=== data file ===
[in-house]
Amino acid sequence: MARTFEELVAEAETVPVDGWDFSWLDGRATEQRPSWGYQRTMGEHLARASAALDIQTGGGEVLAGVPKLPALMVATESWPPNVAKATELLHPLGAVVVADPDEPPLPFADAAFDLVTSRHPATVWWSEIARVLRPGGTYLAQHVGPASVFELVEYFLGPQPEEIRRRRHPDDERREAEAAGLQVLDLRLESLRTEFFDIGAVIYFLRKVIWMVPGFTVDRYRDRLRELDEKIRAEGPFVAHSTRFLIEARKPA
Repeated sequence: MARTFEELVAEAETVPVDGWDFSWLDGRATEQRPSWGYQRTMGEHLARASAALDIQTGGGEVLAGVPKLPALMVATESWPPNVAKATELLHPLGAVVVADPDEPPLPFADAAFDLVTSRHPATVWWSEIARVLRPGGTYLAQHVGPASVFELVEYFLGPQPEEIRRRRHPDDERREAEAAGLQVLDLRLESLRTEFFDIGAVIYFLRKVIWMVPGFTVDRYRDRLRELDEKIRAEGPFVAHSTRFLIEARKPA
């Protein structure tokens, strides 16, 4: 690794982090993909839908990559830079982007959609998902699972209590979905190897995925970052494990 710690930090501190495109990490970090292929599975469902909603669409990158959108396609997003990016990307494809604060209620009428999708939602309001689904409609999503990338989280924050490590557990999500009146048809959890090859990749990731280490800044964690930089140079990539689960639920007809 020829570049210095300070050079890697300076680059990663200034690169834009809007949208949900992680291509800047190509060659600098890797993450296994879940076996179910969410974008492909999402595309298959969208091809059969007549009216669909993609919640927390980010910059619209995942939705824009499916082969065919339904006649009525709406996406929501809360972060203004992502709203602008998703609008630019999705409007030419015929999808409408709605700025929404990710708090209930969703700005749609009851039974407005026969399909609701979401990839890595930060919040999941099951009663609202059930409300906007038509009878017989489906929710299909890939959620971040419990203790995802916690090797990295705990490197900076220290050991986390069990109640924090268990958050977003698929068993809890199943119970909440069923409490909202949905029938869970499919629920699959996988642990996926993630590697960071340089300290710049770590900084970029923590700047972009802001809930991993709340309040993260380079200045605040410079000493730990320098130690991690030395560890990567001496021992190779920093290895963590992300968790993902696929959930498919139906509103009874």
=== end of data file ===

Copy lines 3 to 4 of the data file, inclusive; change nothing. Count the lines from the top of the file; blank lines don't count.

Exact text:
Repeated sequence: MARTFEELVAEAETVPVDGWDFSWLDGRATEQRPSWGYQRTMGEHLARASAALDIQTGGGEVLAGVPKLPALMVATESWPPNVAKATELLHPLGAVVVADPDEPPLPFADAAFDLVTSRHPATVWWSEIARVLRPGGTYLAQHVGPASVFELVEYFLGPQPEEIRRRRHPDDERREAEAAGLQVLDLRLESLRTEFFDIGAVIYFLRKVIWMVPGFTVDRYRDRLRELDEKIRAEGPFVAHSTRFLIEARKPA
């Protein structure tokens, strides 16, 4: 690794982090993909839908990559830079982007959609998902699972209590979905190897995925970052494990 710690930090501190495109990490970090292929599975469902909603669409990158959108396609997003990016990307494809604060209620009428999708939602309001689904409609999503990338989280924050490590557990999500009146048809959890090859990749990731280490800044964690930089140079990539689960639920007809 020829570049210095300070050079890697300076680059990663200034690169834009809007949208949900992680291509800047190509060659600098890797993450296994879940076996179910969410974008492909999402595309298959969208091809059969007549009216669909993609919640927390980010910059619209995942939705824009499916082969065919339904006649009525709406996406929501809360972060203004992502709203602008998703609008630019999705409007030419015929999808409408709605700025929404990710708090209930969703700005749609009851039974407005026969399909609701979401990839890595930060919040999941099951009663609202059930409300906007038509009878017989489906929710299909890939959620971040419990203790995802916690090797990295705990490197900076220290050991986390069990109640924090268990958050977003698929068993809890199943119970909440069923409490909202949905029938869970499919629920699959996988642990996926993630590697960071340089300290710049770590900084970029923590700047972009802001809930991993709340309040993260380079200045605040410079000493730990320098130690991690030395560890990567001496021992190779920093290895963590992300968790993902696929959930498919139906509103009874």